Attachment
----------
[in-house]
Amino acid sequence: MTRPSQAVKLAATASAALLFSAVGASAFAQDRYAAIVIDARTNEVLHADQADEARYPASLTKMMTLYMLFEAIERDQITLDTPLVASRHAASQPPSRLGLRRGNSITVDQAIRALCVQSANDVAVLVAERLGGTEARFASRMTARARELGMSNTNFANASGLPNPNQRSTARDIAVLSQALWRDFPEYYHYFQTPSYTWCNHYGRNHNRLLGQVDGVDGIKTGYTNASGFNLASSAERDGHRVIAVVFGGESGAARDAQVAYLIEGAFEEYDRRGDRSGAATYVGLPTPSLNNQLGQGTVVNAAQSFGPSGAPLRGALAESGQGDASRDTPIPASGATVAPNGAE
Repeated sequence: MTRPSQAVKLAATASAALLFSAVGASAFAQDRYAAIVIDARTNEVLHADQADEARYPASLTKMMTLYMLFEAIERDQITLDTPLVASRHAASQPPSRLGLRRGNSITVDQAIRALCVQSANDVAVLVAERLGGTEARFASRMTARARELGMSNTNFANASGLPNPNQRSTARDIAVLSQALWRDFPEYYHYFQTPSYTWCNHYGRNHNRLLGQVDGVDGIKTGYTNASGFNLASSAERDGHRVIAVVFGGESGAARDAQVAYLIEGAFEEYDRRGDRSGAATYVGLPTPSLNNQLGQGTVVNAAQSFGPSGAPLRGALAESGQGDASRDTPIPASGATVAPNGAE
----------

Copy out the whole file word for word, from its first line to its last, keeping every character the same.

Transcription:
[in-house]
Amino acid sequence: MTRPSQAVKLAATASAALLFSAVGASAFAQDRYAAIVIDARTNEVLHADQADEARYPASLTKMMTLYMLFEAIERDQITLDTPLVASRHAASQPPSRLGLRRGNSITVDQAIRALCVQSANDVAVLVAERLGGTEARFASRMTARARELGMSNTNFANASGLPNPNQRSTARDIAVLSQALWRDFPEYYHYFQTPSYTWCNHYGRNHNRLLGQVDGVDGIKTGYTNASGFNLASSAERDGHRVIAVVFGGESGAARDAQVAYLIEGAFEEYDRRGDRSGAATYVGLPTPSLNNQLGQGTVVNAAQSFGPSGAPLRGALAESGQGDASRDTPIPASGATVAPNGAE
Repeated sequence: MTRPSQAVKLAATASAALLFSAVGASAFAQDRYAAIVIDARTNEVLHADQADEARYPASLTKMMTLYMLFEAIERDQITLDTPLVASRHAASQPPSRLGLRRGNSITVDQAIRALCVQSANDVAVLVAERLGGTEARFASRMTARARELGMSNTNFANASGLPNPNQRSTARDIAVLSQALWRDFPEYYHYFQTPSYTWCNHYGRNHNRLLGQVDGVDGIKTGYTNASGFNLASSAERDGHRVIAVVFGGESGAARDAQVAYLIEGAFEEYDRRGDRSGAATYVGLPTPSLNNQLGQGTVVNAAQSFGPSGAPLRGALAESGQGDASRDTPIPASGATVAPNGAE